According to another answer about the ending of Game of Thrones, Bronn gets Highgarden:

Kingdom of the Reach - Unknown Ruler: Bronn; Highgarden is part of the six kingdoms; Bronn was given highgarden as payment of the Lannister debts.

This was of course part of the deal the Lannister boys made with Bronn so he wouldn't kill them. The remaining Lannister does not seem to have the power to give away other kingdoms.

It seems very likely that King Bran has agreed with Bronn getting Highgarden? Is this somehow explained in the series?

In particular, Bronn seems a bad choice because he does whatever monetary incentives are in play. If anyone, Bran would know that Bronn just does what whomever pays the most tells him to do

This is not a duplicate of Did Tyrion even have the authority to do this?, which asks about Tyrion's power. I am asking about why the King agreed to this, or if that's not clear from the series.

  • 4
    Bran wanted peace, so it seems he doesn't mind distributing kingdoms
    – Ankit Sharma
    May 20, 2019 at 14:16
  • Good question! Tyrion no longer has the authority to give away high garden.. atleast not a kingdom/place that produces so much money !
    – Anu7
    May 20, 2019 at 14:16
  • 8
    "The remaining Lannister does not seem to have the power to give away other kingdoms." He's Hand of the King, the second most powerful person in the Six Kingdoms... he has the power to do this. The Hand effectively rules. May 20, 2019 at 14:25
  • 1
    @Gabriel please put that as an answer. It seems plausible to me and at least as an answer it can properly be voted on to get some community consensus.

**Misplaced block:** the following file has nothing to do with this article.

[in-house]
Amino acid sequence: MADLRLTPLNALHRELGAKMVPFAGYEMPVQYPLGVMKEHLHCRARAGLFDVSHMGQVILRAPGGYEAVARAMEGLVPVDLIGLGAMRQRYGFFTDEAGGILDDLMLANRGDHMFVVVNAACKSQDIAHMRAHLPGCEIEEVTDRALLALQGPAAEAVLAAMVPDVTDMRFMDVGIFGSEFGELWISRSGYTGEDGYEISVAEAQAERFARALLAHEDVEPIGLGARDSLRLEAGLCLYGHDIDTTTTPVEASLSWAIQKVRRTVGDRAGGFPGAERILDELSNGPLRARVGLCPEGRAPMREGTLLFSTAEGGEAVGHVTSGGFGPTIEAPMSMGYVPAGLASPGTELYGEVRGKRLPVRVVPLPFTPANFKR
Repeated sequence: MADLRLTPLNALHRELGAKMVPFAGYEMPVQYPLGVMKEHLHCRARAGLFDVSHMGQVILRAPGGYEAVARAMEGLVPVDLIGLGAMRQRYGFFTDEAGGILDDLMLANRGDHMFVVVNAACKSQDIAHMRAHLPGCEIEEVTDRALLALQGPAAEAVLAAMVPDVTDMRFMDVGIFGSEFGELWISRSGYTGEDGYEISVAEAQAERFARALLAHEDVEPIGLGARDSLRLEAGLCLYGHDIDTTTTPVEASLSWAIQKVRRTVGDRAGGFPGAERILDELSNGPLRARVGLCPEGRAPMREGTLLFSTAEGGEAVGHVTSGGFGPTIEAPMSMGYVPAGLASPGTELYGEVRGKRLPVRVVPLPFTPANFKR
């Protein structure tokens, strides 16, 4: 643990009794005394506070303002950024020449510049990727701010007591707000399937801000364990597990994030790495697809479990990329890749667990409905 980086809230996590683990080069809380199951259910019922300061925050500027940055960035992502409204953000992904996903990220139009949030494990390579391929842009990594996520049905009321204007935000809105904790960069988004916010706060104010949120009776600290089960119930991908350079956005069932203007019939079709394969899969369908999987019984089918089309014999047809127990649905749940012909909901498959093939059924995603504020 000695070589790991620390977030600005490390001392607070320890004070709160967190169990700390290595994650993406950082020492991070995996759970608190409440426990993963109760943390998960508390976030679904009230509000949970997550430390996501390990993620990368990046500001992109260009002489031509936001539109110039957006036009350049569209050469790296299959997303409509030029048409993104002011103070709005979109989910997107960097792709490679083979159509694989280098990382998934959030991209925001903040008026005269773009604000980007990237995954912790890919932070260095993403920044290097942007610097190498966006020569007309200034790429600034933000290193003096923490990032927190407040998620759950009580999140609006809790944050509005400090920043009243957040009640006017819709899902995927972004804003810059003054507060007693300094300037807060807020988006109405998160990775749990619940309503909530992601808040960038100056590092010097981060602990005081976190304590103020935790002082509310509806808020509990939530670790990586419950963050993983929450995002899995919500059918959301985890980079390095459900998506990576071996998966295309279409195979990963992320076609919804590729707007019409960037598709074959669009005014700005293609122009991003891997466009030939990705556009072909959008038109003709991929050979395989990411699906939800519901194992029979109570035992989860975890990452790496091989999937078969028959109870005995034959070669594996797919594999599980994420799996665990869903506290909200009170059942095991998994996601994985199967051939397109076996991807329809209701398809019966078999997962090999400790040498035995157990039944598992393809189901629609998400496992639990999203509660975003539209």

– JJJ
    May 20, 2019 at 15:58
  • 1
    I've updated my answer to provide facts, links, quotes, and a parallel with the recent history of the Riverlands. This material was heavily referenced in the book, and was considered important enough to be included in the show. This is no merely a matter of speculation--of all the Great Houses of Westeros, the Tyrell claim is considered the weakest.
    – DukeZhou
    May 20, 2019 at 20:26

4 Answers 4


The core answer is simple and related to the status of the Tyrell as stewards, not the original descendants of Garth Greenhand. The last hereditary ruler of the Reach, King Mern IX, died at the Field of Fire, along with his heirs.

  • Because the Tyrells are not the hereditary rulers of Highgarden, Tyrion knows he can install a new Lord.

The Tyrells have no more hereditary claim than Bronn!

  • Olenna relates that of all the great houses of Westeros, the Tyrell claim is the weakest.